Math Monday: Mathematical beading

Gareth Branwyn

Gareth Branwyn is a freelance writer and the former Editorial Director of Maker Media. He is the author or editor of over a dozen books on technology, DIY, and geek culture. He is currently a contributor to Boing Boing, Wink Books, and Wink Fun. And he has a new best-of writing collection and "lazy person's memoir," called Borg Like Me.

4023 Articles

By Gareth Branwyn

Gareth Branwyn is a freelance writer and the former Editorial Director of Maker Media. He is the author or editor of over a dozen books on technology, DIY, and geek culture. He is currently a contributor to Boing Boing, Wink Books, and Wink Fun. And he has a new best-of writing collection and "lazy person's memoir," called Borg Like Me.

4023 Articles

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By George Hart for the Museum of Mathematics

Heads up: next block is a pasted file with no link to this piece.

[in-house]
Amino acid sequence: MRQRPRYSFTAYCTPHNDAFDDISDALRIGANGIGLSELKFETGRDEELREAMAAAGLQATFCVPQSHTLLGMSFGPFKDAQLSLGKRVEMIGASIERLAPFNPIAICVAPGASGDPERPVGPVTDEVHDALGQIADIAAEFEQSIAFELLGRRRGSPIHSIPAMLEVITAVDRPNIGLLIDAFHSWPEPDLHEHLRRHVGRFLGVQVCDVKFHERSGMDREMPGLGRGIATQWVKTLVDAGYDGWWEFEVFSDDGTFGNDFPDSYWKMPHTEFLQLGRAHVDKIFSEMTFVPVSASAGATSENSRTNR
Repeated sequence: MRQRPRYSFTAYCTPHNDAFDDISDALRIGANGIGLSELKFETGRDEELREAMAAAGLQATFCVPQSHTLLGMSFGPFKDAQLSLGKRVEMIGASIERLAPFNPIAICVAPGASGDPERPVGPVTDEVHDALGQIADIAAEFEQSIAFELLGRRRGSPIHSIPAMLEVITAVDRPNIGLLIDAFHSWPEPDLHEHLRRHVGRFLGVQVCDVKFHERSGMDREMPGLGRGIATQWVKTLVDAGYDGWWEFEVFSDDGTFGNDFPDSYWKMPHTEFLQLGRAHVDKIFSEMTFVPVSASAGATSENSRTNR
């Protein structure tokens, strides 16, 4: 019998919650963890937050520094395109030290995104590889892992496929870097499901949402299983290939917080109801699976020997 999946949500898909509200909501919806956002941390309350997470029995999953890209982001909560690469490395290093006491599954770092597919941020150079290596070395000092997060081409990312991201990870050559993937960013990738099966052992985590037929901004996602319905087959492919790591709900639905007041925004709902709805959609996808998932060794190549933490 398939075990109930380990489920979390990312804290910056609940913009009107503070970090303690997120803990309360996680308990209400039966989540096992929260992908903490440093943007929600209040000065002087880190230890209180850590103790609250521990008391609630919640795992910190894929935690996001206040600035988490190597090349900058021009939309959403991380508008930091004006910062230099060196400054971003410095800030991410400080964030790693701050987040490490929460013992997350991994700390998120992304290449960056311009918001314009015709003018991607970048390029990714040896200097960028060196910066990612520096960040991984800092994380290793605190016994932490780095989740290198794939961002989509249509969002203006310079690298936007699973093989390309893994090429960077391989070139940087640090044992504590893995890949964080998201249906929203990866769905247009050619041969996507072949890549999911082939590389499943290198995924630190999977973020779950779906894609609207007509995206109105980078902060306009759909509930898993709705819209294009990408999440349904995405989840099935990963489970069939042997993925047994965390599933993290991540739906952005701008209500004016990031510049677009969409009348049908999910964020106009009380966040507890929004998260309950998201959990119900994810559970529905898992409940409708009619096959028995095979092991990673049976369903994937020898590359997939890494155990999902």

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Beading is a traditional craft which recently has been applied to make interesting mathematical models. Here are some impressive examples by Bih-Yaw Jin, starting with a beaded Mobius strip.

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A beaded helical surface twists through space like a cork screw.

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All five Platonic solids are shown here, using beads for their edges: octahedron, cube, tetrahedron, icosahedron, and dodecahedron.

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This is a model of a high-genus Fullerene, which in principle could be synthesized from carbon atoms.

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Given enough patience, this triply-periodic minimal surface could, in principle, be extended in all directions.

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What interesting shapes can you make with beads?

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